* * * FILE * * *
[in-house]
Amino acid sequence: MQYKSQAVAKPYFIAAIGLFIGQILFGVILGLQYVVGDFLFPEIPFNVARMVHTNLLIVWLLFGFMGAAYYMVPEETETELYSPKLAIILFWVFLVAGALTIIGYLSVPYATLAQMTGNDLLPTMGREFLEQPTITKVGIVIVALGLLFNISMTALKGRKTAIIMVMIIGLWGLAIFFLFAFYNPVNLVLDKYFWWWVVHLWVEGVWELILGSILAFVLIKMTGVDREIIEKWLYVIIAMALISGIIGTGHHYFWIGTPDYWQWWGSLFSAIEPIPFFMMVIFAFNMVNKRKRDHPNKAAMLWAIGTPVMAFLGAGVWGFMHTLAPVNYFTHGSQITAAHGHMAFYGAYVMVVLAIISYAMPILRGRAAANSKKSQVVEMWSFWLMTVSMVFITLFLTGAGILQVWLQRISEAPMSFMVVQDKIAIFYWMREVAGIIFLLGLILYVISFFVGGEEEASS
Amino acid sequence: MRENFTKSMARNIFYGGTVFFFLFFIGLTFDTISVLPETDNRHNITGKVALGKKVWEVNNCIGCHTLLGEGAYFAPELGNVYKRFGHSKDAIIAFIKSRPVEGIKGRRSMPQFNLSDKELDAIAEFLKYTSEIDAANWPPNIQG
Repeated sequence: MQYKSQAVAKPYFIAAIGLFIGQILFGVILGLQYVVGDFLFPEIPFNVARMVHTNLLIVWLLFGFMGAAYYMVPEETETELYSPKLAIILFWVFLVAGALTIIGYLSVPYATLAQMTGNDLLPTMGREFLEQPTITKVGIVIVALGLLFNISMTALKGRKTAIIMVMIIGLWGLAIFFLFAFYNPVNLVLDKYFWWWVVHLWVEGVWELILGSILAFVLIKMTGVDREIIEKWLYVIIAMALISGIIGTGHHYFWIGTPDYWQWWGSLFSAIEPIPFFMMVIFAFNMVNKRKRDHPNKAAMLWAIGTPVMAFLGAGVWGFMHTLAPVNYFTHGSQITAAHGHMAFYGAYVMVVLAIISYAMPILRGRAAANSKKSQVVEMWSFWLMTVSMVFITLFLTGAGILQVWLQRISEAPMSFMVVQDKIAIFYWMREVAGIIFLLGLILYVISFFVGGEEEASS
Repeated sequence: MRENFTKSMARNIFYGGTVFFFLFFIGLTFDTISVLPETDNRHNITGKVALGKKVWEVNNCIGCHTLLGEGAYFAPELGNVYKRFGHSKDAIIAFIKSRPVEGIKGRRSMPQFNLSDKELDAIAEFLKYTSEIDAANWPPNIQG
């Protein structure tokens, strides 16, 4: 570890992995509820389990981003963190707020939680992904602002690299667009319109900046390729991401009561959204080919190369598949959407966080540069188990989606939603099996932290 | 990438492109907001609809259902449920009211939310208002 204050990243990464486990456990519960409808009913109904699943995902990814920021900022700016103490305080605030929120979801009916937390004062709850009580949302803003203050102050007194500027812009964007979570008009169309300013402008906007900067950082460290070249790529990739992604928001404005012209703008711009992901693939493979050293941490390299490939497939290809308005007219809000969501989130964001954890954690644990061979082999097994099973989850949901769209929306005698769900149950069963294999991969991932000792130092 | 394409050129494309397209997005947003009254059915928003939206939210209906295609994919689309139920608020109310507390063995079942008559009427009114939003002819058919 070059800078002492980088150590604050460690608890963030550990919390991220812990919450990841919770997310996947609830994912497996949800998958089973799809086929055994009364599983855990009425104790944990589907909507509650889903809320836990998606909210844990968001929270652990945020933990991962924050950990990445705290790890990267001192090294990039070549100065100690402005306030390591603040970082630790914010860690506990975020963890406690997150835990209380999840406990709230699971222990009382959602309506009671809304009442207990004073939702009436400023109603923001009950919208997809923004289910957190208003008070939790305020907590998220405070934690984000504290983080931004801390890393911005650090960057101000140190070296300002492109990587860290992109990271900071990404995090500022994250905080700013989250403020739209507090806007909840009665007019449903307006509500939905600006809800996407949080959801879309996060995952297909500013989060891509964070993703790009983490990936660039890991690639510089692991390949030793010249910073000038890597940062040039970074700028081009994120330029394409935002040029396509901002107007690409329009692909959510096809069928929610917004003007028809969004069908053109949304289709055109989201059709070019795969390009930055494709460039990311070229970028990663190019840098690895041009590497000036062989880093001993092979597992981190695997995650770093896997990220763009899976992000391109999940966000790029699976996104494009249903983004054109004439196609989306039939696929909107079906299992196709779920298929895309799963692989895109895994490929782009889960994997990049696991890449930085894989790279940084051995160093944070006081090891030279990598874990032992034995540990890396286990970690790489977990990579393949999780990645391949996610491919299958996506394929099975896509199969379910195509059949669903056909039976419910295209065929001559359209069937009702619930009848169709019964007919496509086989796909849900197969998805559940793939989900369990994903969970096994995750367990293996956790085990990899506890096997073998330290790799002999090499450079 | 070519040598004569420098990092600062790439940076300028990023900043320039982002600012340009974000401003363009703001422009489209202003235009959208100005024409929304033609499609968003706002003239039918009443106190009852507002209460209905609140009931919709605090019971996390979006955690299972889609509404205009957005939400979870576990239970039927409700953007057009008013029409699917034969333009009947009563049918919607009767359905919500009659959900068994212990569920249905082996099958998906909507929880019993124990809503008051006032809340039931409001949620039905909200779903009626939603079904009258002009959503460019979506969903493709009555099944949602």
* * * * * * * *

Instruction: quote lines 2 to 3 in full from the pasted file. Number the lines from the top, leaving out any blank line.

Amino acid sequence: MQYKSQAVAKPYFIAAIGLFIGQILFGVILGLQYVVGDFLFPEIPFNVARMVHTNLLIVWLLFGFMGAAYYMVPEETETELYSPKLAIILFWVFLVAGALTIIGYLSVPYATLAQMTGNDLLPTMGREFLEQPTITKVGIVIVALGLLFNISMTALKGRKTAIIMVMIIGLWGLAIFFLFAFYNPVNLVLDKYFWWWVVHLWVEGVWELILGSILAFVLIKMTGVDREIIEKWLYVIIAMALISGIIGTGHHYFWIGTPDYWQWWGSLFSAIEPIPFFMMVIFAFNMVNKRKRDHPNKAAMLWAIGTPVMAFLGAGVWGFMHTLAPVNYFTHGSQITAAHGHMAFYGAYVMVVLAIISYAMPILRGRAAANSKKSQVVEMWSFWLMTVSMVFITLFLTGAGILQVWLQRISEAPMSFMVVQDKIAIFYWMREVAGIIFLLGLILYVISFFVGGEEEASS
Amino acid sequence: MRENFTKSMARNIFYGGTVFFFLFFIGLTFDTISVLPETDNRHNITGKVALGKKVWEVNNCIGCHTLLGEGAYFAPELGNVYKRFGHSKDAIIAFIKSRPVEGIKGRRSMPQFNLSDKELDAIAEFLKYTSEIDAANWPPNIQG